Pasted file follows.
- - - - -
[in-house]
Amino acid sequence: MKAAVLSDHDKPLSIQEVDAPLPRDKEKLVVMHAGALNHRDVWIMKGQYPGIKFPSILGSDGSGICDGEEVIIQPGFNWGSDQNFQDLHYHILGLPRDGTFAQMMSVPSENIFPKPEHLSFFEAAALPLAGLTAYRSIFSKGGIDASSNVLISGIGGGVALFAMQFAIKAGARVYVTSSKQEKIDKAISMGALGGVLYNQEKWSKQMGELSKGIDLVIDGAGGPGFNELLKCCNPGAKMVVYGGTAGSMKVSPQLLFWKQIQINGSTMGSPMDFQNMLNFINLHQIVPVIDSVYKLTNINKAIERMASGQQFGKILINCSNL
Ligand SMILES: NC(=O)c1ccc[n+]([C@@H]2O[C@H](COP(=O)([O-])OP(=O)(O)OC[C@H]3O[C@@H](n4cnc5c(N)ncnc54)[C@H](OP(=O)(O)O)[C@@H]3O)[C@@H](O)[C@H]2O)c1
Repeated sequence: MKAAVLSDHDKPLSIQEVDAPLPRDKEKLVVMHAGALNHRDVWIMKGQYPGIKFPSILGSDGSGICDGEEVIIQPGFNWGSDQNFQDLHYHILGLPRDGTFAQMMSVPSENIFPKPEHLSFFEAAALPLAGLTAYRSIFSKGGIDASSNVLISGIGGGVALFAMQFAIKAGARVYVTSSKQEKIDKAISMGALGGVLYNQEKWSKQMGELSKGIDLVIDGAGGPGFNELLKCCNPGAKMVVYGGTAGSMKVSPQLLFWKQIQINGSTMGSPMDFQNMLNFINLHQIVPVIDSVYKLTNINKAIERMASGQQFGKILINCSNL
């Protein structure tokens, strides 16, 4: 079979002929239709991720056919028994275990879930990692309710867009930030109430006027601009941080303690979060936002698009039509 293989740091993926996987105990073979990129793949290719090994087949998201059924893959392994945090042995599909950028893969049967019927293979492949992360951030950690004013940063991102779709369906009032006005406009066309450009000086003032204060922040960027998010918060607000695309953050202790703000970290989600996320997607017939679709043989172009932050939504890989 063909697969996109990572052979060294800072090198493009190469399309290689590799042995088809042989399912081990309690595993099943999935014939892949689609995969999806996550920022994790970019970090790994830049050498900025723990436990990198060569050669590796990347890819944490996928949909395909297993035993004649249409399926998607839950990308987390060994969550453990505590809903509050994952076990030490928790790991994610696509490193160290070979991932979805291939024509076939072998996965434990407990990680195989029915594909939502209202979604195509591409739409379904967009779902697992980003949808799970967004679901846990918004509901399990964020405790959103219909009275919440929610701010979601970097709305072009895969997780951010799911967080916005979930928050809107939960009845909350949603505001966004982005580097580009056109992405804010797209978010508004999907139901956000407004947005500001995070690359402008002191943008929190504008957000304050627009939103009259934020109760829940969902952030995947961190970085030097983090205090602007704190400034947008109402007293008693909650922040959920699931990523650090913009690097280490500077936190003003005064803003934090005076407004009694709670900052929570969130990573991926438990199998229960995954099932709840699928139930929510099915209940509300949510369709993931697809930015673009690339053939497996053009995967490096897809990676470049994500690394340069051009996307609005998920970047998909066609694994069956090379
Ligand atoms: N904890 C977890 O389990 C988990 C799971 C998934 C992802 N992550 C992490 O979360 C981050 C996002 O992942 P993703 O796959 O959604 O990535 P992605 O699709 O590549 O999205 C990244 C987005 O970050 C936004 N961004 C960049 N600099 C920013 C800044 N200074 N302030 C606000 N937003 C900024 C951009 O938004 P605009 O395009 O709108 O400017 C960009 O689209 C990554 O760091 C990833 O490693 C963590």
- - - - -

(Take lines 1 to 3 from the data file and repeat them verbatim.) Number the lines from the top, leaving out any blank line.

[in-house]
Amino acid sequence: MKAAVLSDHDKPLSIQEVDAPLPRDKEKLVVMHAGALNHRDVWIMKGQYPGIKFPSILGSDGSGICDGEEVIIQPGFNWGSDQNFQDLHYHILGLPRDGTFAQMMSVPSENIFPKPEHLSFFEAAALPLAGLTAYRSIFSKGGIDASSNVLISGIGGGVALFAMQFAIKAGARVYVTSSKQEKIDKAISMGALGGVLYNQEKWSKQMGELSKGIDLVIDGAGGPGFNELLKCCNPGAKMVVYGGTAGSMKVSPQLLFWKQIQINGSTMGSPMDFQNMLNFINLHQIVPVIDSVYKLTNINKAIERMASGQQFGKILINCSNL
Ligand SMILES: NC(=O)c1ccc[n+]([C@@H]2O[C@H](COP(=O)([O-])OP(=O)(O)OC[C@H]3O[C@@H](n4cnc5c(N)ncnc54)[C@H](OP(=O)(O)O)[C@@H]3O)[C@@H](O)[C@H]2O)c1